I also think that light rail, and other alternative transportaion would be need. But most of all, bring nature into the city. Make the city it's self a part with new planting beds, trees, and a divison of traffic (green space buffers beween wide sidewalks, and streets) These would be full of trees that would create a complete canopy over the street, and old style pedestian scale lights with flower beds covering the floor of the green strip.

For where there would be streets, make the cross walk higher, almost like a whide speed bump, and a differnt materal and color than the rest of the street, and make the curb flare into the street in those areas to prevent people from parking too close to the courner. Come on, like the signs really work all that great.

Finally, it would provide a something for everyone, and be a 24 hour community, with the right lighting, and a historic feel and have smaller signs that would hang perpidicual to the building and the sidewalk, so we would not have to step back to see what they say.

Ok, I am done.
 

H

Cyburbian
Messages
2,850
Points
24
As Planderella said, we are talking about Pedtopia where everything is ideal, but I must respond to Michael’s post….”CAN_NOT_RESIST….”(said in a slow painful voice)…

Michael Stumpf said:
It is a simplified argument, but...

- An ugly design is one of the things people comment on the most with regard to big boxes. This can be overcome, partly by communities standing firm, and partly by the companies being more willing to change their formats. Similarly, communities might do more to site these uses in better locations. What if Wal-Mart were located in the downtown area instead of at the highway interchange on the edge of town?
I agree.

- Shoppers like big boxes. They offer convenience, selection, competitive pricing, extended hours, and flexible policies (such as returns).
I agree.

-Big boxes have a negative impact on some retailers in a community, and on nearly all competitors in neighbouring communities. They also have a positive impact on several sales categories in the same community. Big boxes can expand a local market.
I read an article once with an interview from Sam Walton and he was insistent that small “local” business could compete with Wally World if they knew how to seek out the missing niche that a large company could not fill.

One of my good friends runs and operates a family tire store in a small Wal-mart dominated rural town and he claims the only thing that keeps them alive is the knowledge of product and remembering the customers. He claims people like when they drive in and are called by their first name and asked how their kids or grandkids are. As oppose to Wal-mart where the employees tend to “come and go” a little quicker.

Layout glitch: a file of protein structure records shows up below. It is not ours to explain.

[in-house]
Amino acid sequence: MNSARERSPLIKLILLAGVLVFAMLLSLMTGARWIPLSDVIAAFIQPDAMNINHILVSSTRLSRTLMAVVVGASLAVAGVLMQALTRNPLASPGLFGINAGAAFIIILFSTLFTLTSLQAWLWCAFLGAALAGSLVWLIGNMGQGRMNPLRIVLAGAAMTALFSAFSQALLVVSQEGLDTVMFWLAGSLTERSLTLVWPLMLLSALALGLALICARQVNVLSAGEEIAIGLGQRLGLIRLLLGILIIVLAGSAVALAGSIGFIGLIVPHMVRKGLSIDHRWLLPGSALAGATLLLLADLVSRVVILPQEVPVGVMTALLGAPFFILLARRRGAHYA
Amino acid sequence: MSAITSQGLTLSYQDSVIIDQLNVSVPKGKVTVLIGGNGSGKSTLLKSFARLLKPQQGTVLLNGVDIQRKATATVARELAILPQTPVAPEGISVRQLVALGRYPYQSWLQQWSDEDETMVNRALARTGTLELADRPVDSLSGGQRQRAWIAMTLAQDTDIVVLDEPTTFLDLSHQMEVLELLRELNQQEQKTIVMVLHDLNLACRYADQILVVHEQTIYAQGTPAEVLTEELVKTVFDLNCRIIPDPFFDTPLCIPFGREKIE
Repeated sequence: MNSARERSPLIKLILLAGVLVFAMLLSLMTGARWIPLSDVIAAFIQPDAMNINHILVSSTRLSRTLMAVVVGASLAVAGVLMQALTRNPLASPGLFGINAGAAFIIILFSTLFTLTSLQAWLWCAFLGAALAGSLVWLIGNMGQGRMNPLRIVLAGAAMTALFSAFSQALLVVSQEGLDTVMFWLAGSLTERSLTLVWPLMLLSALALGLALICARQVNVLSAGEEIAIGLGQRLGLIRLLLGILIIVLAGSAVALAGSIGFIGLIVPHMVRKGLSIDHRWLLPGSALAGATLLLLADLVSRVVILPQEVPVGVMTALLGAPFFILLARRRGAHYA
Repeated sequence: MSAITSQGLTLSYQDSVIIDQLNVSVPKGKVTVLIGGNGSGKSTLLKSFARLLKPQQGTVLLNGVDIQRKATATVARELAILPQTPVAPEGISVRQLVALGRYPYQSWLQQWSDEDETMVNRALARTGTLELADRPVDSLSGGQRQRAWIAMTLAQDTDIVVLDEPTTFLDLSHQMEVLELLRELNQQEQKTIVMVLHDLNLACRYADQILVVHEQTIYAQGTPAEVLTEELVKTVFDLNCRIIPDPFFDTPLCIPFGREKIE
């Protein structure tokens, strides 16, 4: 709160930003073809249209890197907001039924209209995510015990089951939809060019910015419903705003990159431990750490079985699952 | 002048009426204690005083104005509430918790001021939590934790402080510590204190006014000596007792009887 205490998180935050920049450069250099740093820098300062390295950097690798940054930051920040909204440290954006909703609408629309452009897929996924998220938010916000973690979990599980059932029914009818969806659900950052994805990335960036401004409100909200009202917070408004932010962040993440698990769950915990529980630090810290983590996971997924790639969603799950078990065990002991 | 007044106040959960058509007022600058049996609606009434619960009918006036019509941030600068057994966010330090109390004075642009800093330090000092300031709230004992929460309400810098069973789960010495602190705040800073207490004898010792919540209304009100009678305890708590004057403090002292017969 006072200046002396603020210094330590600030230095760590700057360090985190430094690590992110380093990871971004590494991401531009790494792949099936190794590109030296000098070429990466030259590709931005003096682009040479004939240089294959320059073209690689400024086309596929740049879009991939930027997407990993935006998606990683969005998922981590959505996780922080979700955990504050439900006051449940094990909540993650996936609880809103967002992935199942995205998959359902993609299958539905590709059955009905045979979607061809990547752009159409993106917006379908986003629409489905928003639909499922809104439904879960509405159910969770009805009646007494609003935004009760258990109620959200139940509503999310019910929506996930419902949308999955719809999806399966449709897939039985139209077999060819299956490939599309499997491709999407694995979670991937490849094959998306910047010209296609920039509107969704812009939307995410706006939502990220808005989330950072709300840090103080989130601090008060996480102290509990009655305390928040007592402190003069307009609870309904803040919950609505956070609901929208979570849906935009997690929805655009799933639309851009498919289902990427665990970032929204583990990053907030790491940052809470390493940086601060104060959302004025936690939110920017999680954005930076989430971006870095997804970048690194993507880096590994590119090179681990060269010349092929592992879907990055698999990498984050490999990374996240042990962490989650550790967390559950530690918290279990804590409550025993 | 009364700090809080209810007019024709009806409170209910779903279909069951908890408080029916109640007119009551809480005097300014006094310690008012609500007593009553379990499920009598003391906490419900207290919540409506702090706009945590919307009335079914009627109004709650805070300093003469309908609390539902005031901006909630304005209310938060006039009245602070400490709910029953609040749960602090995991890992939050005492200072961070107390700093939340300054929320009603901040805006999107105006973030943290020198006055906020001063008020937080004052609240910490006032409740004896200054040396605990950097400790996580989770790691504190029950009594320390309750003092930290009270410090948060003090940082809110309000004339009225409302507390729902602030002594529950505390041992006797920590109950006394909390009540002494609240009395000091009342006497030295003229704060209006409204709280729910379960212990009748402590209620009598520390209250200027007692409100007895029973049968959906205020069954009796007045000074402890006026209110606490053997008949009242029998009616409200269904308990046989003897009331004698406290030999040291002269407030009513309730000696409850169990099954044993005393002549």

-Big boxes provide jobs. They are criticised because they are low paying jobs, but is a clerk in the local hardware store really paid any more than a clerk at Target? Not likely, only Target is likely to hire more of them and offer some additional benefits. The retail jobs provided by big boxes are an important source of second incomes and are very well suited to those looking for part-time work, or to persons first entering the work force (such as high school students). The argument might also go on to say that department managers really do earn comparably to many of the often marginal local business owners.
I knew someone who worked at Wal-mart once and they kept working her 38 or 39 hour a week so they would not have to provide “full-time employee” benefits. She claimed this was policy and shortly quit. So the job is questionable how “good” it is, but I have no comparison to ‘mom n’ pops’ and a sample size of only one, so that this story is no more than a side note at best.

- The one argument that cannot be effectively countered, though, is that local dollars flow from the community when the store's profits are sent off to the parent headquarters. Still, we are in a global marketplace for all goods. Why should retail be any different?
Now as it would not be feasible to make ‘everything’ locally due to sheer supply and demand economics. However, many small towns are dying on the vine, mainly because the $$ is being sent away to Wal-mart’s, Target’s, K-Mart’s, Try-n-Save’s HQ, etc., and the lucrative jobs follow. While not all retail goods can be ‘made’ locally, some goods can be and the goods (regardless of origin) can be at least sold by local retail outlets. If mom n’ pops cant compete with the return policies and such, they can hopefully find their niches.

Thats all.
 

Seabishop

Cyburbian
Messages
3,838
Points
25
jtfortin said:
I would require that all apartments/condos/and houses have porches or patios too.
hmmm. . .do any regs like this really exist? One of the problems with modern apartments is the boxy design. Could it be backed up with "light and air" goal of zoning? It would partialy make up for the lack of private outdoor space when many families share 1 yard.